A not so chance encounter

I had a wonderful discussion with a man from Rwanda that I met in the parking lot at the FDA where I am serving as a senior business systems analyst. While my French is atrocious, I could see that the book he was carrying was a history book dealing with the struggles between blacks and whites in Rwanda from 1990 to 1994. I asked him if he had seen the movie Hotel Rwanda and if it was accurate. He told me that he had and unfortunately, it wasn’t. We started talking about the Hutus and the Tutsis and racism. He asked about the origins of racism. I talked to him about Dutch and British colonialism, the caste system in India and the Untouchables in particular, and also the treatment of the aboriginal people of Australia by the British settlers and even more contemporary Australians. Then he asked me a very poignant question, “what do we do to get rid of racism in this country?” I told him that the best things that we can do are to dispel falsehoods by teaching the truth and to show ourselves as friendly and respectful toward those of different people groups. We have to dispel the falsehood that there is a unified hatred of one group by another by proving that at least one person of that group doesn’t hate them.
We discussed what sort of teachings might change people’s minds. I spoke to him about the common ancestry of humanity as described in the Hebrew Scriptures. I told him stories of Moses and how his own brother and sister were upset with him because he married an Ethiopian woman. I told him of the Jewish people from Ethiopia that stood as a testimony to the fact that we are truly one race of people, a message he echoed to me earlier in our conversation. I told him of the origin of humanity being from North Africa and drawing the conclusion that if all people came from one place, then the essence of all humanity is identical and we simply have different appearances.
I asked him if he was familiar with the Gospel story and how when the edict went out to kill the male children two years and younger that Mary and Joseph fled to North Africa. He knew the story well. Being a Jew in my heritage and my pedagogy, I asked him a question versus presenting my conclusion. I asked him, “would parents of a blonde-haired, blue-eyed boy hide in a place where everyone had brown skin and black hair?” He smiled and said, “no.” Then he surprised me. He pulled out a book and asked me if I though it was legitimate because he had a friend that only spoke French who needed this book in French. The title was, “Nouveau Testament.” He knew there were versions floating around that had slight changes to promote the doctrines of certain cults. I opened the book to Jean 1:1, recited John 1:1 in English and asked him if that’s what it said. He confirmed that. I asked him to look at the phrase, “and the Word was God” and make sure that there was no indefinite article there, a trick of the Jehovah’s Witnesses to substantiate their Arian (not to be confused with Aryan) doctrine of Christ. He said there was none. We did a similar drill with Jean/John 3:16. He confirmed that what it says was what I recited. He was very happy because now he could give his friend what he was asking for.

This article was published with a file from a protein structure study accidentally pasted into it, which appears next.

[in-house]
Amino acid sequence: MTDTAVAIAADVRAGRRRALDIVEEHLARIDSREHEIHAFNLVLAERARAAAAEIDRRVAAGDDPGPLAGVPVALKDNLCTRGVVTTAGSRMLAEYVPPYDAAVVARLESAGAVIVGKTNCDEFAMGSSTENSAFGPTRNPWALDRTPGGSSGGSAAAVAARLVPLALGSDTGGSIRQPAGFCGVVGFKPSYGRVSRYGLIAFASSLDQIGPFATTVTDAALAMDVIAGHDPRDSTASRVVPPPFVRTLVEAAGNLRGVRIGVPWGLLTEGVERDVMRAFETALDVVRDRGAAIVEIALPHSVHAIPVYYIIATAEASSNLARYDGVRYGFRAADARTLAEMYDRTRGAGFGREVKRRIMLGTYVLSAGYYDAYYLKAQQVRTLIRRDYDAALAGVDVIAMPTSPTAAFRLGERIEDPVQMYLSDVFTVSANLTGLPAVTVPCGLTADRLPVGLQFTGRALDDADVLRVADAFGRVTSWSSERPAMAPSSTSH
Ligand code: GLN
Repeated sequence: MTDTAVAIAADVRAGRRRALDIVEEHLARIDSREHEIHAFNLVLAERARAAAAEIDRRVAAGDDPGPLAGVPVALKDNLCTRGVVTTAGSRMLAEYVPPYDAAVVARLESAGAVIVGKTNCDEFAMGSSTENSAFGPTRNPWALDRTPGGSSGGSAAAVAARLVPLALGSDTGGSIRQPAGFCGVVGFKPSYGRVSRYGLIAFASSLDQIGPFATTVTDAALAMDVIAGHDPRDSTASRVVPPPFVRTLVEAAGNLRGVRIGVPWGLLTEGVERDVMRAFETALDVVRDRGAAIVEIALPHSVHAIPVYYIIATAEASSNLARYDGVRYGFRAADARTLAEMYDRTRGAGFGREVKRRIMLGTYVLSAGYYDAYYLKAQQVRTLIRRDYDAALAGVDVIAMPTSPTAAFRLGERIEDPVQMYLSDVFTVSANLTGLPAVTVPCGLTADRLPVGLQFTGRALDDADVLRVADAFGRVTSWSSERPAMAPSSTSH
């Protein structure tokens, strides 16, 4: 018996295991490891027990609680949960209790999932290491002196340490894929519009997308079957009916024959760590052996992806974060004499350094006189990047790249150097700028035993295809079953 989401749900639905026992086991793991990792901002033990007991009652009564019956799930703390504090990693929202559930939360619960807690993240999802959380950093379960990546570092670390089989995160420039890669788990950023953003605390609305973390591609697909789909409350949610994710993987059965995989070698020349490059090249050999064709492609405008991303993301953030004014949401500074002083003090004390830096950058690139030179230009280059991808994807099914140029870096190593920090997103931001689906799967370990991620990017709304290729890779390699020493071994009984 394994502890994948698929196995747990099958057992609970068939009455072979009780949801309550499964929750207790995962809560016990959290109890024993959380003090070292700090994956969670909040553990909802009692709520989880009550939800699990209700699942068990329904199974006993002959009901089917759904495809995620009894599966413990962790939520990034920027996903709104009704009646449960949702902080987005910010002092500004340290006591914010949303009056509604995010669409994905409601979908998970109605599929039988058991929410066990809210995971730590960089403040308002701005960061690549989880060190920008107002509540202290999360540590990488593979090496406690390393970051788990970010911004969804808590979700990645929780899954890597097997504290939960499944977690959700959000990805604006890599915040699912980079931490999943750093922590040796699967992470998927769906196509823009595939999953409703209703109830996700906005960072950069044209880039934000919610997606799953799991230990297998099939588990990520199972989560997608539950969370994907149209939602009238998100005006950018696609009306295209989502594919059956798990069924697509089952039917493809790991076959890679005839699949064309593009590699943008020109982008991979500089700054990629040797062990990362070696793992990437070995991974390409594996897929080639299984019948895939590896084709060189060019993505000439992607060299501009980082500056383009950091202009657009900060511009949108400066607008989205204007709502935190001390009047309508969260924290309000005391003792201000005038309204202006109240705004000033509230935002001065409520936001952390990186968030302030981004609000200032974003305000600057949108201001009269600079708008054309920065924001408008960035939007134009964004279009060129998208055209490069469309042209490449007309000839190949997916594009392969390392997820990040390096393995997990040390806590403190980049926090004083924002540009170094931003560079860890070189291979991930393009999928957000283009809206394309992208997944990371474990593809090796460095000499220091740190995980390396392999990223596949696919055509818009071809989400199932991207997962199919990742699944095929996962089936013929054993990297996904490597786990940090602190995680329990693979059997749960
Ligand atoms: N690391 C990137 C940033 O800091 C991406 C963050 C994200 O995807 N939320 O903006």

We both ended our work days with a wonderful encounter. I have been telecommuting for five years. While I dislike making the drive, I love meeting people face to face.

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The Oligarchy Times: What is a Patriot

The Oligarchy Times, volume 2, issue 1

In today’s issue of The Oligarchy Times, I ponder the question, “what is a patriot?”

I finally got around to playing the Olympic opening ceremony. I saw many Russian people with sincere looks of pride on their faces. I thought about all of the awful things that have occurred and are occurring in that nation. Before I could finish asking myself the question, “how can you be proud of a nation that has such a dark history and is still perpetrating darkness?” I asked it of myself in light of my own nation’s past and present perpetration of darkness both here and abroad. It was then that I realized the simple definition of “patriot.” A patriot is a person that loves the nation regardless of the nation’s actions.

I do love my nation, the United States, in spite of the fact that we are currently in the business of stripping liberty from our people and those of other nations. I will never cease to love my nation. I will always act to try and direct it toward doing the right things, even if that action is costly.

Being a true patriot is like being a true fan of a sports team. A true fan loves his or her team, regardless of the team’s record. The love of a fan or of a patriot is not based on performance. It is based on an unwavering commitment to love. To quote Christian musician Don Francisco, “love is not a feeling, it’s an act of the will.”

Clothes don’t make the blog